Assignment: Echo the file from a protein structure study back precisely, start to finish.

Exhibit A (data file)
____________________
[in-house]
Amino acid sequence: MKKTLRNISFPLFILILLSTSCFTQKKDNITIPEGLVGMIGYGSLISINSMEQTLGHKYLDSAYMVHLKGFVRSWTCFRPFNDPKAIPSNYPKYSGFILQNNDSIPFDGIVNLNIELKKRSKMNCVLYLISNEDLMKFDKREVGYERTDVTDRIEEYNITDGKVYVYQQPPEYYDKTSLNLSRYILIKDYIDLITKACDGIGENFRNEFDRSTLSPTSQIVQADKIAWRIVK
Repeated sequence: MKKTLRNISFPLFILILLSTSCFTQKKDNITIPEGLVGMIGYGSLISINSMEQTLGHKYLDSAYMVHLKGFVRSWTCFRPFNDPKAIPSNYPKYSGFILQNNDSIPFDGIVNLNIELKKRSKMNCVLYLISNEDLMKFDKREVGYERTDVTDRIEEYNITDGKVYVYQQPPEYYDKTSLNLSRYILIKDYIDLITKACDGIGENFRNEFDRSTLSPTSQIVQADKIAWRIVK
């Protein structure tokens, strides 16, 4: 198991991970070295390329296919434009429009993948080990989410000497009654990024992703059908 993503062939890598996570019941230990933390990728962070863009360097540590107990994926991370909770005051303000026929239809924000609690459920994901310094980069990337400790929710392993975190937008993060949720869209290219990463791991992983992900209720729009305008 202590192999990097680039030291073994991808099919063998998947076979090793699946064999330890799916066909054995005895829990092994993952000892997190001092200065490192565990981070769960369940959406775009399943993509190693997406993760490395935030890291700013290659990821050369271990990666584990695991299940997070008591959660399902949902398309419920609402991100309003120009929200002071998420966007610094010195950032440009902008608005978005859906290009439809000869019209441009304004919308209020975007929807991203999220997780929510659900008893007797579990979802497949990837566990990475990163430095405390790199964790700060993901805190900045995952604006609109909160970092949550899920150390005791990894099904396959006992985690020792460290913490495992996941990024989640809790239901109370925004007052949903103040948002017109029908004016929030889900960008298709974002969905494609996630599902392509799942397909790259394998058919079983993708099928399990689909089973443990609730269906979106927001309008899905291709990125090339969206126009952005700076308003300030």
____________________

[in-house]
Amino acid sequence: MKKTLRNISFPLFILILLSTSCFTQKKDNITIPEGLVGMIGYGSLISINSMEQTLGHKYLDSAYMVHLKGFVRSWTCFRPFNDPKAIPSNYPKYSGFILQNNDSIPFDGIVNLNIELKKRSKMNCVLYLISNEDLMKFDKREVGYERTDVTDRIEEYNITDGKVYVYQQPPEYYDKTSLNLSRYILIKDYIDLITKACDGIGENFRNEFDRSTLSPTSQIVQADKIAWRIVK
Repeated sequence: MKKTLRNISFPLFILILLSTSCFTQKKDNITIPEGLVGMIGYGSLISINSMEQTLGHKYLDSAYMVHLKGFVRSWTCFRPFNDPKAIPSNYPKYSGFILQNNDSIPFDGIVNLNIELKKRSKMNCVLYLISNEDLMKFDKREVGYERTDVTDRIEEYNITDGKVYVYQQPPEYYDKTSLNLSRYILIKDYIDLITKACDGIGENFRNEFDRSTLSPTSQIVQADKIAWRIVK
């Protein structure tokens, strides 16, 4: 198991991970070295390329296919434009429009993948080990989410000497009654990024992703059908 993503062939890598996570019941230990933390990728962070863009360097540590107990994926991370909770005051303000026929239809924000609690459920994901310094980069990337400790929710392993975190937008993060949720869209290219990463791991992983992900209720729009305008 202590192999990097680039030291073994991808099919063998998947076979090793699946064999330890799916066909054995005895829990092994993952000892997190001092200065490192565990981070769960369940959406775009399943993509190693997406993760490395935030890291700013290659990821050369271990990666584990695991299940997070008591959660399902949902398309419920609402991100309003120009929200002071998420966007610094010195950032440009902008608005978005859906290009439809000869019209441009304004919308209020975007929807991203999220997780929510659900008893007797579990979802497949990837566990990475990163430095405390790199964790700060993901805190900045995952604006609109909160970092949550899920150390005791990894099904396959006992985690020792460290913490495992996941990024989640809790239901109370925004007052949903103040948002017109029908004016929030889900960008298709974002969905494609996630599902392509799942397909790259394998058919079983993708099928399990689909089973443990609730269906979106927001309008899905291709990125090339969206126009952005700076308003300030």